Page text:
Flash Fiction: The Boy Who Wasn't There

Excerpts from interviews conducted for the documentary film of the same name

Text by Tom Ridgway

I was called to the beach at 15.15pm on Monday July 7, 2008, after a certain number of emergency calls had been received in relation to the disappearance of a small boy. Upon arrival at the scene I was walked down to the water's edge by a small crowd who described how the aforementioned young boy of approximately seven or eight years old had been seen crossing the beach before walking across the water (across, not into), and disappearing without a trace. After having taken off my shoes and socks and rolled up my service trousers, I waded into the water to the spot where the boy had been seen and walked approximately 50 yards in both a westerly and an easterly direction. (A northerly direction took me back to shore; the southerly was too deep.) I found nothing but water and sand. The coastguard and a search and rescue unit were called and they combed the beach area and the sea in the vicinity. A body was found, but it was that of a 29-year-old man stabbed three times and thrown from the pier by an irate lover in an entirely unrelated case. To this day I honestly believe that the boy never existed; it was a very hot day and as we know, heat does strange things to the British mind.

It was peculiar that I should be at the beach that day, considering my expertise in the forces of the paranormal, and I, for one, am certain that what happened was indeed a paranormal event. I had just opened the newspaper and was, I remember, reading about the remarkable match between Messrs Federer and Nadal that had played out the previous day on the hallowed turf of Wimbledon, when I saw him. My husband, a sceptic in terms of the paranormal (once the son of a Church of England vicar, always the son, etc.), says that he saw nothing out of the ordinary, but having talked to other witnesses in the wake of the event I can only say it is not I but my husband who is a delusional fool: the boy was there. Adorned in red swimming trunks and a white T-shirt he walked across the sand towards the water. When he reached the shoreline he turned towards me and then, as if he knew that I was watching him and that my research into paranormal events meant that I alone could truly understood what he was, he smiled at me. I can honestly say that I was glad when he disappeared before my eyes because a child whose smile can create a sensation that can only be described as akin to the departure of one's soul from one's body - and I am not, I repeat, not exaggerating - probably should not continue in this world. Which is not far from what I told my husband about his smile not long before our divorce in June 2015.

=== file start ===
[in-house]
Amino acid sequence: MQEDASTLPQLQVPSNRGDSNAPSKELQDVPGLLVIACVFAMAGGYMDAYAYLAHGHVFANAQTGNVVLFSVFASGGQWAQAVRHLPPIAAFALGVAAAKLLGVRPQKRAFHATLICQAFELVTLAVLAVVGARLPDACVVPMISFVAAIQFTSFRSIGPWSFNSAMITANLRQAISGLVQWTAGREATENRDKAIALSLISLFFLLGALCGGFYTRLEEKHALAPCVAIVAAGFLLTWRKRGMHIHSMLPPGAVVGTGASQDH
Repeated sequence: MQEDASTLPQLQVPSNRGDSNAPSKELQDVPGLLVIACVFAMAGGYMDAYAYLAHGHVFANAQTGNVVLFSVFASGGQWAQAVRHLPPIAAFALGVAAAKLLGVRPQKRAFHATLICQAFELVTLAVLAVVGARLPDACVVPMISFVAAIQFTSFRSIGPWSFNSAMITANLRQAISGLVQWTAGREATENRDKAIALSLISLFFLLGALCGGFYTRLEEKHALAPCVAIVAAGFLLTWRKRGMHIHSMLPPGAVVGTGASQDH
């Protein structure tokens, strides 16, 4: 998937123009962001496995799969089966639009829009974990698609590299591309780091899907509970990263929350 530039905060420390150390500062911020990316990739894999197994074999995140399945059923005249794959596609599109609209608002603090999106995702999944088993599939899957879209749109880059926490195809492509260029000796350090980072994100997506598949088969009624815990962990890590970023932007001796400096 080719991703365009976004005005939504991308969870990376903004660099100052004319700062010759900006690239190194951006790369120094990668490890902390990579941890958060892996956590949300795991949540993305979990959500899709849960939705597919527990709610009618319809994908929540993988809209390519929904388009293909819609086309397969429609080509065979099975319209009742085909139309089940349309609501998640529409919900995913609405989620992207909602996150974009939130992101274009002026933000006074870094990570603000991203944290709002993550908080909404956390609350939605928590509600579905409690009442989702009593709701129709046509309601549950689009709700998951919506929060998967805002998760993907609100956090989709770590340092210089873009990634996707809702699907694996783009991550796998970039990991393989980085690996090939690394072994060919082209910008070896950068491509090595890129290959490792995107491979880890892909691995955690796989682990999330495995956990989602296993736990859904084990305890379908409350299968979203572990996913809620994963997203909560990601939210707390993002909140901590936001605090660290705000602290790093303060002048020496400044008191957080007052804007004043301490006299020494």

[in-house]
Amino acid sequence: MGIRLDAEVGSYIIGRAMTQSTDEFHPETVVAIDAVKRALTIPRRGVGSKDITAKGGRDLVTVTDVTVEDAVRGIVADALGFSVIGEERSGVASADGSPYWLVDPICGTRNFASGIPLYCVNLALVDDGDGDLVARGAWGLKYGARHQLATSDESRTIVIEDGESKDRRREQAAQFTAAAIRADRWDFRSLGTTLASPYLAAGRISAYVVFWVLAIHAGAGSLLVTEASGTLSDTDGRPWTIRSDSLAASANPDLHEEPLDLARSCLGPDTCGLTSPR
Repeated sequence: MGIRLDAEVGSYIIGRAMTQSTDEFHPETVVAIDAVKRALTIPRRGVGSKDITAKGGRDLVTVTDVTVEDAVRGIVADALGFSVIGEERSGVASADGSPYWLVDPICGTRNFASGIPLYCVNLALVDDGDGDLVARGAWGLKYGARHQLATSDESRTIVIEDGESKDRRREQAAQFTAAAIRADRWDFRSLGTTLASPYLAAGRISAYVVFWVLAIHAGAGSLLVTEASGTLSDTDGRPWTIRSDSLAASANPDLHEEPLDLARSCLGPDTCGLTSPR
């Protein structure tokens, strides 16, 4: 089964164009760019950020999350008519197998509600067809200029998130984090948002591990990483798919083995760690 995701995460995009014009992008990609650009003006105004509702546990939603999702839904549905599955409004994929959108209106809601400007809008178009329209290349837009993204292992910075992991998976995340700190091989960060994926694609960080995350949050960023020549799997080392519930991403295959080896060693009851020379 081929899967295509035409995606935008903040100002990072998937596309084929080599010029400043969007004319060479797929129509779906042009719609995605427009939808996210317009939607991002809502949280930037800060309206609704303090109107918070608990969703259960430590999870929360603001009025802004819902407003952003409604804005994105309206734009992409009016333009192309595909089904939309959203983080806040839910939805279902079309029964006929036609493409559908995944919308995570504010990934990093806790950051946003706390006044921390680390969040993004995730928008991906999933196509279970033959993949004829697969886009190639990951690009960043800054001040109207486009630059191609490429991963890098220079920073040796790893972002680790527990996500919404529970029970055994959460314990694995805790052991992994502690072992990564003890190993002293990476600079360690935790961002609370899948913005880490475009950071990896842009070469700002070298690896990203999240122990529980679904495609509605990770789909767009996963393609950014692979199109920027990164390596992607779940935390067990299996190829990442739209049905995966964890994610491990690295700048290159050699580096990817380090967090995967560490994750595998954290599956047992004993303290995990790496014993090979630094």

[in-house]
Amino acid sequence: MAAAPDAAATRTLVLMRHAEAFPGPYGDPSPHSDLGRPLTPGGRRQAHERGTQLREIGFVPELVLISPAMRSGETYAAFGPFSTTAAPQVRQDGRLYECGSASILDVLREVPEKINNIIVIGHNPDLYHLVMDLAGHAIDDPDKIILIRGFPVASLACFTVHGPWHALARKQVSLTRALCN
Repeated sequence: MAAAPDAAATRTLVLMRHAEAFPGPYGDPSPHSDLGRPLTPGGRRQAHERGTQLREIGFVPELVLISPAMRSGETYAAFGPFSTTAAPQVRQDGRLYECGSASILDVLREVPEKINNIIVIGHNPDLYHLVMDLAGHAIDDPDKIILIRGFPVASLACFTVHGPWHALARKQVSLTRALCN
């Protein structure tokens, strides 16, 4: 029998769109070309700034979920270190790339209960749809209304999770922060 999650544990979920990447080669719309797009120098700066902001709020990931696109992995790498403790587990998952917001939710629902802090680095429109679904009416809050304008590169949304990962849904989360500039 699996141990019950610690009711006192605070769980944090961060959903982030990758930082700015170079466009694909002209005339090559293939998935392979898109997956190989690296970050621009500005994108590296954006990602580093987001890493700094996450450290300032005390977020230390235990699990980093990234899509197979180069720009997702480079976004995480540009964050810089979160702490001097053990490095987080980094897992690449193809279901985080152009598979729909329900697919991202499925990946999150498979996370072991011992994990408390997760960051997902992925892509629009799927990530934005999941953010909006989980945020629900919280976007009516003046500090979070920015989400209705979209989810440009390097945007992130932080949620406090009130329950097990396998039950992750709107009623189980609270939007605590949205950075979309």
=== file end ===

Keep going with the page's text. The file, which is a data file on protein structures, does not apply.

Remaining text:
The wee bairn, my wife said before she died, was glowing, like a willo-the-wisp. I dinnae see him myself, but she said he was like a little fairy man, dancing his way to the sea. Then when he got there, she said, he just went poof! And he was nae more. My wife was as clearheaded as the day is long - church every Sunday, a kind word for all (except that Mrs. Thatcher) - but I remember her saying to me, "He was sorta floating across the water and then the water he was standing on was empty and he wasnae there anymore." Before her passing last year, she would often talk of that day, wondering if she had been the only one to see him. I think she'd be glad to know that she wasn't - she never did like to be alone.